Like all ambitious travelers, I make every effort to eat in establishments frequented by locals when exploring new places. While planning my visit, I typically spend a lot of time researching where to go in order to gain a sense of the best, most authentic food that a place has to offer, and aside from food poisoning, my worst case scenario while eating abroad is to find myself in some sterile locale serving rubbery chicken cordon bleu to tourists.
I recently planned a 9 day trip to Morocco. Given my enthusiasm for discovering food and food cultures abroad, I was frustrated when I experienced difficulty in my attempts to find interesting restaurant options prior to leaving for Morocco. Sure, there were intriguing restaurants to be found that certainly looked worth a visit, but these were primarily at fabulously elegant hotels or run by ex-pats from Europe – definitely not catering to every-day Moroccans.
Once we arrived, I figured that our guides in Fes and Marrakech might help me find local gems. Our guides were excellent, and more than willing to take us off the beaten track when it came to exploring these cities, so I was surprised when they insistently steered us towards eateries where the diners were fellow tourists. After a couple of days looking around, I started to realize why. Morocco has quite a few cafe-type establishments catering to Moroccans, but not once did I see a woman frequent one. To be clear, though full of men, I rarely spotted a man actually eating at a café – rather, the items occupying the tables were limited to mint tea, coffee, juice, newspapers, cigarettes and cards.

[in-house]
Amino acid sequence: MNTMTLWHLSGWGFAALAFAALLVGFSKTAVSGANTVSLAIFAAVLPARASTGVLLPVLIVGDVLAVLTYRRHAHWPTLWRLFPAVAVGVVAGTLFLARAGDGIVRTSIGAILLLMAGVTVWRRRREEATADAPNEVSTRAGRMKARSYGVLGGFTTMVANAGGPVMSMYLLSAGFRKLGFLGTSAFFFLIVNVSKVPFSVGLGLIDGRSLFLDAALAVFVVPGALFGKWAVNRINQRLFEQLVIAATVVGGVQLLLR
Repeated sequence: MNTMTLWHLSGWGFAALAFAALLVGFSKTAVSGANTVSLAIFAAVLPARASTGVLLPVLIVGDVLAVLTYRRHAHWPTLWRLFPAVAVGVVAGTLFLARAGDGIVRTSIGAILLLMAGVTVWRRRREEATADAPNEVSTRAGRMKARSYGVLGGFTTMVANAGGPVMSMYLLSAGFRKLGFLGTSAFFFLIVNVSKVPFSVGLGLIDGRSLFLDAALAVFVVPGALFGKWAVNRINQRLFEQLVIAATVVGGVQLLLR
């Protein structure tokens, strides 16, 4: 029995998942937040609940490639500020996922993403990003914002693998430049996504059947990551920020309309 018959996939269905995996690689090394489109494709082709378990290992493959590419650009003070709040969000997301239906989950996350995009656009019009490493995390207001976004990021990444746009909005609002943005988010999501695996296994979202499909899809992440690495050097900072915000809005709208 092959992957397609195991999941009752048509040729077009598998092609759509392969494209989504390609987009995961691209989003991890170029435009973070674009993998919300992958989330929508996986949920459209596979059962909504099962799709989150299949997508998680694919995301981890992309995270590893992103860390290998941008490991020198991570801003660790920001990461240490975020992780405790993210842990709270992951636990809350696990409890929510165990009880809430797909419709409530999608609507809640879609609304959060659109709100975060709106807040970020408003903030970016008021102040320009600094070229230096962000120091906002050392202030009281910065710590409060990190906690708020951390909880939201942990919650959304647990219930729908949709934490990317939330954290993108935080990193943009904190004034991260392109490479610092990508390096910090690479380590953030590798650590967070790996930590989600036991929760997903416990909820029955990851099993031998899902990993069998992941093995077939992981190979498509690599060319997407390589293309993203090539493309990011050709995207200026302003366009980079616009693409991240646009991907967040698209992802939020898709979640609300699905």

I asked Redwan (our guide in Fes) about this observation, and he attempted to explain. Here is what he told me: to a traditional Moroccan, it is considered an embarrassment to eat a meal prepared in a restaurant. Wives and mothers are expected to be excellent cooks, spending much of their time preparing home cooked meals for their families from carefully procured ingredients. They generally learn recipes by heart from older family members starting before the age of 10. Men who eat out are presumed to be not well cared for, and women who eat out are presumed to be lazy and/or inadequately skilled at cooking. Even lunch is served at home, and many workplaces shut down for two hours in the afternoon so that workers can go home for their mid-day meal.
Given their lack of food, cafes are public spaces for men to get together for kibitzing and watching sports, serving a social purpose rather than a culinary one. In accordance with the traditional culture in Morocco, it would not be considered appropriate for a woman to join in this public fraternization with non family members. To prove his point, Redwan explained that it is nearly impossible to find a café with a women’s restroom. I did a few spot checks - he was right!
Alas, my search for eating like a Moroccan was foiled by my lack of an invitation to eat dinner with a Moroccan family. While eating outside the home is becoming more and more common for wealthier Moroccans (mostly younger folks in big cities and still primarily in groups of all men), eating like a local will remain elusive for most visitors.